Okay it's fair criticsm that the financial district isn't really east London, but it is for us because that's how the pictures divide up. This picture is taken from St. Paul's cathedral. Down this street somewhere roughly on the right edge of the frame would probably be part of Bank underground station. Beware of Bank station. On the maps it looks like an elongated dot connecting several tube lines, just like most other connecting stations, but it's not! It's actually a trap! I don't recall what lines we were even switching from but I think it was about a two mile walk with so many stairs and turns that I'm pretty sure we ended up directly beneath where we started. I would have to guess Neil Gaiman got the idea for Neverwhere from Bank station.
It's our favorite thing in London. No, not the do not enter sign, but the Swiss Re building. Everyone seems to hate it. Our guidebook referred to it as a giant gherkin but we think it's cool. In general, we think all distinctive buildings are cool unless they're just outrageously ugly (like say, most of Milan's tall buildings).
This is Leadenhall market. We visited quite a lot of markets while in London and this is hands-down the most impressive from an architecture and cool photography standpoint. In terms of shopping there's not really all that much here compared to other markets. It does have the claim to fame though of also representing Diagon Alley in the Harry Potter movies. When we wandered through on a Sunday it became apparent how easy it would be to film here as the place was absolutely deserted (this picture was taken on a Friday though).
Another distinctive building in the financial district is Lloyds of London (what's with the re-insurers getting all the good architects anyway?). With all that stainless steel and the whole inverted industrial look it seems like it should be in Switzerland or Germany but it's in the middle of London instead. Watching the elevators go up and down is a good way to amuse yourself while you're waiting for the school group to get out of the frame of your Leadenhall Market photograph.
Not the financial district at all - well not the primary one at least, that's Canary Wharf out there which is newer and hipper and has a fun elevated train running through it. The pointy building is the rather unspectacular holder of the 'tallest building in the UK' title at the time of this writing. In the foreground is Greenwich park, the queen's house (in the center, and it isn't anymore) and the Royal Naval College on the river. The Royal Naval College was designed so as not to ruin the view of the Thames from the Queen's house.
Greenwich is a fun and interesting borough of London to wander around in. Unfortunately we happened to pick a day when 'Ellen' was speaking to the public. Ellen (MacArthur), is Greenwich's native competitor in long-distance solo sailing races. Greenwich, which also goes by the name 'maritime Greenwich' handles any maritime happenings for the city of London. That's the Cutty Sark (not in the water) behind the crowd of people waiting for Ellen.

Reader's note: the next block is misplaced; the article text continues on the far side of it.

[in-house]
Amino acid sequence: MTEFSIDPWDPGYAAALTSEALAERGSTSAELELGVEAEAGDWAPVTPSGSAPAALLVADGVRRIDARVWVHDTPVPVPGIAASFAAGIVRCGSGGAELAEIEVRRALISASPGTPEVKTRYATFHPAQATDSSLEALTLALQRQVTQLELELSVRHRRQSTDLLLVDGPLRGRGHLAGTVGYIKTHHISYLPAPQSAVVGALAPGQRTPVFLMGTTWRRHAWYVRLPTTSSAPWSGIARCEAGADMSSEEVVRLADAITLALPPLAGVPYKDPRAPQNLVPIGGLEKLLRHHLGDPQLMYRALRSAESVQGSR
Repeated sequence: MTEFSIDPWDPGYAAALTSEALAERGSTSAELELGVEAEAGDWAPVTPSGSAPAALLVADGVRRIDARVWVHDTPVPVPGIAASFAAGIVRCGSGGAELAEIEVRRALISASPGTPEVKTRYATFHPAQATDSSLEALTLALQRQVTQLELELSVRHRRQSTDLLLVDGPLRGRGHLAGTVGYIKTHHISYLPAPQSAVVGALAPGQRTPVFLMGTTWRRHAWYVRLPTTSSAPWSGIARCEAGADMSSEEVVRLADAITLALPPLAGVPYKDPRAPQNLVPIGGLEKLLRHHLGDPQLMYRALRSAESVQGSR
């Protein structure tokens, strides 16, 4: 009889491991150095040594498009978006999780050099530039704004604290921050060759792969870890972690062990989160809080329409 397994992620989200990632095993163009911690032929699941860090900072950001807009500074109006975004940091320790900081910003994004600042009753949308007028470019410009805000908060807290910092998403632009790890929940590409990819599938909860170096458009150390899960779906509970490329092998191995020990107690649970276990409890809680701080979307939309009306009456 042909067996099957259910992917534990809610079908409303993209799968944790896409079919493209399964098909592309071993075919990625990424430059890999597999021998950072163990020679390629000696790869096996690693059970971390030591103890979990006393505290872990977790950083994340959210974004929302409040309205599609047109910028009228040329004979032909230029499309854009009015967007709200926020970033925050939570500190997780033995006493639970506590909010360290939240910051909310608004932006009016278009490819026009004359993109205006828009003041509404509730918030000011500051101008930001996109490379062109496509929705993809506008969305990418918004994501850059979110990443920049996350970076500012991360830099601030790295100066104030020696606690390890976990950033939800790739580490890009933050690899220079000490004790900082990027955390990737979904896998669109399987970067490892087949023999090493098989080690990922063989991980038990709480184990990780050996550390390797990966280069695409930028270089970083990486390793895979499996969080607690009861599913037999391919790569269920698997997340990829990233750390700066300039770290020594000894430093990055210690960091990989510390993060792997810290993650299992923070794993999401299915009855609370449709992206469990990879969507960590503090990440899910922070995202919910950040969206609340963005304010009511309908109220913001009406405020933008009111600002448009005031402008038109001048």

Greenwich is also home to the Royal Observatory, one of the true shrines of astronomical history in the world. David could rant on about this topic for some time, but he won't since 98% of readers would be bored out of their mind. Instead, he'll point out that the official 'British Yard' is extremely underwhelming. There it is, welded onto a brick column. Yay. In retrospect it would've been fun to climb onto the official British Yard and get some amusing photo of the 'two feet' sign with a foot on either side of it. Oh well, something to aim for when we go back.
Here's the Greenwich observatory from the back of the Maritime Museum. The Maritime Museum (which is free) is an odd collection of exhibits which can be difficult to find. Like any free museum though, it's worth a visit. (Okay, that might not be true, there are probably free museums in the world that are not worth visiting, and when we find one we'll mention it on some future page). That orange globular thing is the world's original 'time ball'. At 1 PM every day it drops with minimal fanfare. It's a hold-over from a tradition that was designed to allow ships on the Thames to set their onboard clocks. This is the logical point to launch into a history of the Longitude problem but I won't do it. If you're coming to Greenwich, read Dava Sobel's 'Longitude' before you get here, the museum will make so much more sense, and it's that much more impressive.
You know, maps always depict the Prime Meridian as a black line for some reason. But no - it's actually red as you can see there on the wall. It then runs across the stones of the observation deck and down the wall. At night, the Prime Meridian becomes green and is a laser line shot out of the observatory. 90% of all the people at Greenwich Observatory are standing on the line taking pictures of other people on the line (yeah okay we did it too). The town center of Greenwich is very cute with lots of odd little nautical-themed stores and crowded restaurants (thanks to Ellen). Greenwich market is a fun assortment of food stands and crafts and it's indoors just in case it's ridiculously cold and windy when you visit.